We had two border collies on the farm. Never trained. Never watched TV. But they knew how to herd cattle. We would open a gate point the dogs at the cows and the dogs would get the cows. The dogs worked together communicating with their barks. Smart dogs who cringed and tried to hide at the sight of a camera.

  25. MrAtoz says:

    This isn’t news to those here: NYC sucks rocks. We’re staying at the Empire Hotel. Last night while sleeping, the A/C went out. Now in a new room. The security latch is ripped right off the door and frame. lol! NYC security. The Uber ride from JFK revealed the the true “residents” of NYC. Most of you here would probably have the jitters and bailed back to JFK to bug out. What a shitty way to live in cracker box apartments. Leaving tomorrow thank God.

  26. Robert Bruce Thompson says:

    Yeah, people who have never been around BC’s don’t have any clue how smart they are. They not only herd livestock, they know them as individuals by name. And they can count. If they take 43 sheep out to graze, they count them and remember. If they bring in the sheep that evening and there are only 42, they know one is missing.

    I am not making this up. Ask anyone who actually uses them to herd.

  27. Dave Hardy says:

    “…the A/C went out. Now in a new room. The security latch is ripped right off the door and frame.”

    Very nice! I thought our hotel experience down in Glens Falls sucked (hey, it’s still in NY!). Haul the luggage in from the parking lot and two sets of doors that you have to pull open yourself, not automatic. Then down a long hallway past an indoor pool reeking of chlorine to the front desk. Can’t hear anything they’re saying because they have a jazz trio blasting away in the lobby (at noon) with lousy booming acoustics. Some peeps are lounging around and looking smug and jazzy and tipsy all at once, having a swell time on the chairs and couches there.

    Then we haul the luggage again down another long hallway to the elevators and up to the third floor; down two more long hallways to the room. And this was all after the wake, where I was on my feet a large part of the time. Morning shower; five minutes to get even a bit of warm water, which kept reverting to cold. Narrow tub that wife sprained something in when she slipped. Checking out she grabbed a coffee and then immediately had to toss it because it was so bad.

    All of that at 07:30 or so while having to then go and find decent coffee for her (local Starbucks, though she would have settled for the Golden Arches) and then more hours and hours and hours of the funeral home again, procession to the church, the main funeral, and the country club, where the deceased had been president. (avid golfer his whole life). More standing around for me, and the total six or seven hours of driving, some of it pretty tense during the hour-long monsoon in the Adirondacks, and it’s no wonder I got back yesterday essentially crippled.

    ” Most of you here would probably have the jitters and bailed back to JFK to bug out. What a shitty way to live in cracker box apartments.”

    LOL. I probably will never go anywhere near that place the rest of my life. As for jitters, I got to see Phnom Penh as it was being encircled by Khmer Rouge forces and the streets littered with bodies in 100-degree heat and more piles of them burning. And yes, I did have the urge to get back to the aircraft and bail but that was not an option at the time.

    A possible vision of a future Big Apple?

  28. Ray Thompson says:

    I have zero desire to event visit the cesspool called New York City. Expensive, crowded, rude people, reeks of urine. The airport was enough to convince me the place is not fit for normal people.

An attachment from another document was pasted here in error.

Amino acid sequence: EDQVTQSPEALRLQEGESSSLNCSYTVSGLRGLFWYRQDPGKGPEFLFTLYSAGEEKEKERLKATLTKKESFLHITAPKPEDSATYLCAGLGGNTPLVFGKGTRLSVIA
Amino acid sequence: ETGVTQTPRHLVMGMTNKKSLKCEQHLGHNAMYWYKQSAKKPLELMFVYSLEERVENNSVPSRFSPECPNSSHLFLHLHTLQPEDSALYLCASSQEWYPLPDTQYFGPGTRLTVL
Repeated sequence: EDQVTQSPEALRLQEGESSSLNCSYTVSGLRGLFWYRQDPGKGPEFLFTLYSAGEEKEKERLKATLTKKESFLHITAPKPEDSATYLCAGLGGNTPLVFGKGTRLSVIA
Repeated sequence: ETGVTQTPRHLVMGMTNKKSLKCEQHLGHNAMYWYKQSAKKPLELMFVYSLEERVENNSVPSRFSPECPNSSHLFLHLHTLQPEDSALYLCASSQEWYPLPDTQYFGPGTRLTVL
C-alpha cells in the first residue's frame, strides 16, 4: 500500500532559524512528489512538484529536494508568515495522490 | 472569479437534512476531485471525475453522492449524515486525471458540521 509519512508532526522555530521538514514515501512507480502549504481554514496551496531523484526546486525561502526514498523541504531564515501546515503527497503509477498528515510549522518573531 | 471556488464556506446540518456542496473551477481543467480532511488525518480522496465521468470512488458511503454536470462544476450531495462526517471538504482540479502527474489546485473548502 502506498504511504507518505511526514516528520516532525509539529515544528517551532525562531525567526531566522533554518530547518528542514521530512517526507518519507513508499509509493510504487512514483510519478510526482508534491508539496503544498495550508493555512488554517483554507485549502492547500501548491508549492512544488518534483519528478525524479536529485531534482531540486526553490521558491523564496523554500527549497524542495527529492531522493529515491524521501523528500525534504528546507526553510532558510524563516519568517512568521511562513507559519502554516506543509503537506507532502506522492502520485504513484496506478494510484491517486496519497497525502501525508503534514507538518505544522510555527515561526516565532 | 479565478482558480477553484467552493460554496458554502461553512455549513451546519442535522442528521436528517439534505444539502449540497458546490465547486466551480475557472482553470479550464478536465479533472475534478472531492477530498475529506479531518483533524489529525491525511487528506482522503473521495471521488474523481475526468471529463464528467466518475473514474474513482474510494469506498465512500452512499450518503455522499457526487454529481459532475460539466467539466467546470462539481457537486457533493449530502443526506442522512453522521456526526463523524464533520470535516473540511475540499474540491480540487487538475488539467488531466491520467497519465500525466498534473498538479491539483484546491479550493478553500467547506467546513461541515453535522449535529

29. SteveF says:

    the streets littered with bodies in 100-degree heat and more piles of them burning.

    Yah, if I were inclined to have flashbacks, the pile of week-dead bodies and the ransacked town would be numbers 2 and 3 on the list. #1 would be the dead kids.

    As for the hotel in GF, this is prime tourist season up there. They don’t have to care about customer satisfaction because every hotel and campground is near capacity with a line waiting to get in.

  30. Dave Hardy says:

    “…the place is not fit for normal people.”

    And they’ve had a succession of commie mayors and administrations to exacerbate the situation, too.

    “… every hotel and campground is near capacity with a line waiting to get in.”

    We noticed the traffic along the main drags around town sucked, bumper to bumper, and the stupid amusement park there (four times the size of when wife was a kid) was packed with lemmings. Ditto all the campgrounds we saw. Wife showed me the ‘hood where she and her mom had grown up; houses still there but previous green spaces and wetlands nearby long since drained, paved over and developed. I pointed out that the country now has more than twice the population it had when we were kids in NY and MA, respectively, and there are just TMFP in the greater Megalopolis now, with services and infrastructure really stretched out. She said the place does nothing for her now and has zero interest in ever going back, unless necessary. Her mom was waxing all nostalgic, though; the hotel had only been built five years before her parents moved with her there in 1931. Center of the town’s events, like weddings, school graduations, proms, etc.

    I’d taken wifey around the small MA town where I’d grown up as a young kid back in the late 1950s and it’s the same way; built up, built over and built out. TMFP. I did note, however, that the large swampy area in back of our old house is still there and still known on the map as “The Badlands.”

  31. Robert Bruce Thompson says:

    That’s what I like about where we live now. Not TMFP.

  32. MrAtoz says:

    This just in to cheer everyone up:

    Hillary Clinton is still NOT President!

  33. Dave Hardy says:

    Thanks, MrAtoz!

    And will NEVER BE National Administrator!

    But we keep hearing rumors about her angling for the mayoralty of NYC, and angling for other “leadership” positions. Just never gonna shut up and never gonna stop until she’s dead, I guess. A prime example of what Ann Barnhardt calls “diabolical narcissists.”

  34. Miles_Teg says:

    The only BC I’ve ever known well, Barkley, didn’t seem especially bright. He simply couldn’t sit still for more than two seconds. He was chocolate coloured – the first I’d seen.